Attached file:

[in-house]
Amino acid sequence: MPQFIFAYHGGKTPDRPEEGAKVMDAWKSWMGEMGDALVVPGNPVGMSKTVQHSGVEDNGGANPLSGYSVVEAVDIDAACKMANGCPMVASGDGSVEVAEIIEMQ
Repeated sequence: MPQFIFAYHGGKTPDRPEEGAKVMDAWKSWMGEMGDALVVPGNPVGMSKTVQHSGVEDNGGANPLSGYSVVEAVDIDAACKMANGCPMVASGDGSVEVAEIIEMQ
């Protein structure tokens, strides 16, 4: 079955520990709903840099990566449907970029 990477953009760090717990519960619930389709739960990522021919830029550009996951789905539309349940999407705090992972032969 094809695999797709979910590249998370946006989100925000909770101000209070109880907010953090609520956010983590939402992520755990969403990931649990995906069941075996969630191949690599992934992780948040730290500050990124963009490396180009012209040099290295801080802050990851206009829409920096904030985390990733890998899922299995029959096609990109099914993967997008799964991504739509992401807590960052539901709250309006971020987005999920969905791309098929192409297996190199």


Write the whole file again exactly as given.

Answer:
[in-house]
Amino acid sequence: MPQFIFAYHGGKTPDRPEEGAKVMDAWKSWMGEMGDALVVPGNPVGMSKTVQHSGVEDNGGANPLSGYSVVEAVDIDAACKMANGCPMVASGDGSVEVAEIIEMQ
Repeated sequence: MPQFIFAYHGGKTPDRPEEGAKVMDAWKSWMGEMGDALVVPGNPVGMSKTVQHSGVEDNGGANPLSGYSVVEAVDIDAACKMANGCPMVASGDGSVEVAEIIEMQ
């Protein structure tokens, strides 16, 4: 079955520990709903840099990566449907970029 990477953009760090717990519960619930389709739960990522021919830029550009996951789905539309349940999407705090992972032969 094809695999797709979910590249998370946006989100925000909770101000209070109880907010953090609520956010983590939402992520755990969403990931649990995906069941075996969630191949690599992934992780948040730290500050990124963009490396180009012209040099290295801080802050990851206009829409920096904030985390990733890998899922299995029959096609990109099914993967997008799964991504739509992401807590960052539901709250309006971020987005999920969905791309098929192409297996190199």